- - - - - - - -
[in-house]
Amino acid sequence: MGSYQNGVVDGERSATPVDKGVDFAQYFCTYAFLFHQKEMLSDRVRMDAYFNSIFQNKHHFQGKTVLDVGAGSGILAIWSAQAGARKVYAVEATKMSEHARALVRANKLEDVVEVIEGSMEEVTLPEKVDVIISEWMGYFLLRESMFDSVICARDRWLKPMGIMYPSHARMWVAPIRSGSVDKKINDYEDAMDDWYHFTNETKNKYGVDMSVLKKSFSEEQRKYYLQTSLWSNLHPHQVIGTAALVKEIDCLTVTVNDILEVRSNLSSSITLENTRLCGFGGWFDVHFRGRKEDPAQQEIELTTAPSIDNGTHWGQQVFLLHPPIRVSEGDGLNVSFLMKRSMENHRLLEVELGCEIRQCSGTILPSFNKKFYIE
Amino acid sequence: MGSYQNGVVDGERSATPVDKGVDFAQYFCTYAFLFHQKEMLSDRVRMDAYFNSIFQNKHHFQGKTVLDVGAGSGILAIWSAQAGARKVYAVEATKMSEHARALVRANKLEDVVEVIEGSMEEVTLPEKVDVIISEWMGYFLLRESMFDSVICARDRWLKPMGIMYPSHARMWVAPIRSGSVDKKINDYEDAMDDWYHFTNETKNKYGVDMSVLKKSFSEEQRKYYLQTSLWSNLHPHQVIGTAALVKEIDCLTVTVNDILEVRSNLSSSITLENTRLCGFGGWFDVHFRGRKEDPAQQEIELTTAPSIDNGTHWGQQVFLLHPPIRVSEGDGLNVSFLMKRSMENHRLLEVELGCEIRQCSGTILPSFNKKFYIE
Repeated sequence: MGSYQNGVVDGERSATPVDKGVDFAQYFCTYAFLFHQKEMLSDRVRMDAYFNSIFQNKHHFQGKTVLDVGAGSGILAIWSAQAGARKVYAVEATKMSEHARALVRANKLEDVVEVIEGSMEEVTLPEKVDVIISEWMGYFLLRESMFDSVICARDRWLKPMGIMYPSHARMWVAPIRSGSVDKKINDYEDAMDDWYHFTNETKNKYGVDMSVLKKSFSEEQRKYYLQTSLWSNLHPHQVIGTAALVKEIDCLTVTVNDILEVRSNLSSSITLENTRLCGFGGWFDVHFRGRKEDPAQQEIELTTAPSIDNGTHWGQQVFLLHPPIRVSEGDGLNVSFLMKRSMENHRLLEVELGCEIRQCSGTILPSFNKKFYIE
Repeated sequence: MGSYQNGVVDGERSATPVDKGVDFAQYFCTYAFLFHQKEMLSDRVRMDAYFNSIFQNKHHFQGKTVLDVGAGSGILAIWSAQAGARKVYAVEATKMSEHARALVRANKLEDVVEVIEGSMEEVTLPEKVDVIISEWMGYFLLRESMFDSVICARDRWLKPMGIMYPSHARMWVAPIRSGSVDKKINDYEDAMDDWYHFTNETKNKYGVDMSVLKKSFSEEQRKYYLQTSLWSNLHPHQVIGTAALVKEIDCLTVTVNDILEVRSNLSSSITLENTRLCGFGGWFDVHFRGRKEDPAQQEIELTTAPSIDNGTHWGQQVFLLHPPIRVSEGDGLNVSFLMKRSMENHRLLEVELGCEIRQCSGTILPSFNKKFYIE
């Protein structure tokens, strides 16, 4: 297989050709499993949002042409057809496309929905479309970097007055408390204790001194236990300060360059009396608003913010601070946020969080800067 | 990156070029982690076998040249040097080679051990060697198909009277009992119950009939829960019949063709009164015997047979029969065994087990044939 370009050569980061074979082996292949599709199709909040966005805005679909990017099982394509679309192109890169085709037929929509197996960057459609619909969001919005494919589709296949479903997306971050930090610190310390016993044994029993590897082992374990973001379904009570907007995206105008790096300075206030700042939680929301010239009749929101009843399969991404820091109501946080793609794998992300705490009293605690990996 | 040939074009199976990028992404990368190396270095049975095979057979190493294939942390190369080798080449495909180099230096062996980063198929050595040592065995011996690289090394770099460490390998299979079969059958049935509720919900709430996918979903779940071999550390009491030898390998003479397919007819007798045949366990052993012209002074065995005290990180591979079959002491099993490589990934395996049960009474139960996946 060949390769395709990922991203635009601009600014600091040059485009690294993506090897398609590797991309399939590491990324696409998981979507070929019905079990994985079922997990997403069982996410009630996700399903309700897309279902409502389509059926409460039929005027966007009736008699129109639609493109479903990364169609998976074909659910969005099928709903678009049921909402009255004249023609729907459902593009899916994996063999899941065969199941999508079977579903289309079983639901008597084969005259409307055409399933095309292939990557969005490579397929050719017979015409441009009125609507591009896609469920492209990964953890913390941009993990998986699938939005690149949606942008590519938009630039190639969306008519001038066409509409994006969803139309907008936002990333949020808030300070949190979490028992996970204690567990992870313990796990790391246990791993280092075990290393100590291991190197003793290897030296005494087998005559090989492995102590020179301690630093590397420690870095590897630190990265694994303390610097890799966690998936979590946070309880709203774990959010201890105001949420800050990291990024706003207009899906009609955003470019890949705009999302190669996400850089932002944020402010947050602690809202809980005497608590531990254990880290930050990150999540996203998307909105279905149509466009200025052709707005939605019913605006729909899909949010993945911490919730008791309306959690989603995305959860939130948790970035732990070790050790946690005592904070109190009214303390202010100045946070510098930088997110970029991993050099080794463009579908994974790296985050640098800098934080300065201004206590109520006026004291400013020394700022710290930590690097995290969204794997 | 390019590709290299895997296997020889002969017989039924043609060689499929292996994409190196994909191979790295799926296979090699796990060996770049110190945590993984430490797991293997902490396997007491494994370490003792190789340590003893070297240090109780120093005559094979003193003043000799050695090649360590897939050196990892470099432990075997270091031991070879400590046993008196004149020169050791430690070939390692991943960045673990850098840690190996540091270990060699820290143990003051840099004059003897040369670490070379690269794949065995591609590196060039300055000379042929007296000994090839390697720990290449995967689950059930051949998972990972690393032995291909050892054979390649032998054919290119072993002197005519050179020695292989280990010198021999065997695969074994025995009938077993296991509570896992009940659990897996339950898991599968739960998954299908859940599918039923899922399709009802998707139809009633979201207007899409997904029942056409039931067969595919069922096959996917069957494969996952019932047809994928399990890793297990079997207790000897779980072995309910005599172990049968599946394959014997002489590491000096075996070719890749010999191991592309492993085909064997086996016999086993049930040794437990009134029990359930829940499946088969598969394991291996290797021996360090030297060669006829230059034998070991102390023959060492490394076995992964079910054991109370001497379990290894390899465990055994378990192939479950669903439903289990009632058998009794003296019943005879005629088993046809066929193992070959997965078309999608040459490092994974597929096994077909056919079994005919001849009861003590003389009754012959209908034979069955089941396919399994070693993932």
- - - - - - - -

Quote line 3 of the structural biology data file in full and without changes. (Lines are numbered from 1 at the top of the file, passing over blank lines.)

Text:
Amino acid sequence: MGSYQNGVVDGERSATPVDKGVDFAQYFCTYAFLFHQKEMLSDRVRMDAYFNSIFQNKHHFQGKTVLDVGAGSGILAIWSAQAGARKVYAVEATKMSEHARALVRANKLEDVVEVIEGSMEEVTLPEKVDVIISEWMGYFLLRESMFDSVICARDRWLKPMGIMYPSHARMWVAPIRSGSVDKKINDYEDAMDDWYHFTNETKNKYGVDMSVLKKSFSEEQRKYYLQTSLWSNLHPHQVIGTAALVKEIDCLTVTVNDILEVRSNLSSSITLENTRLCGFGGWFDVHFRGRKEDPAQQEIELTTAPSIDNGTHWGQQVFLLHPPIRVSEGDGLNVSFLMKRSMENHRLLEVELGCEIRQCSGTILPSFNKKFYIE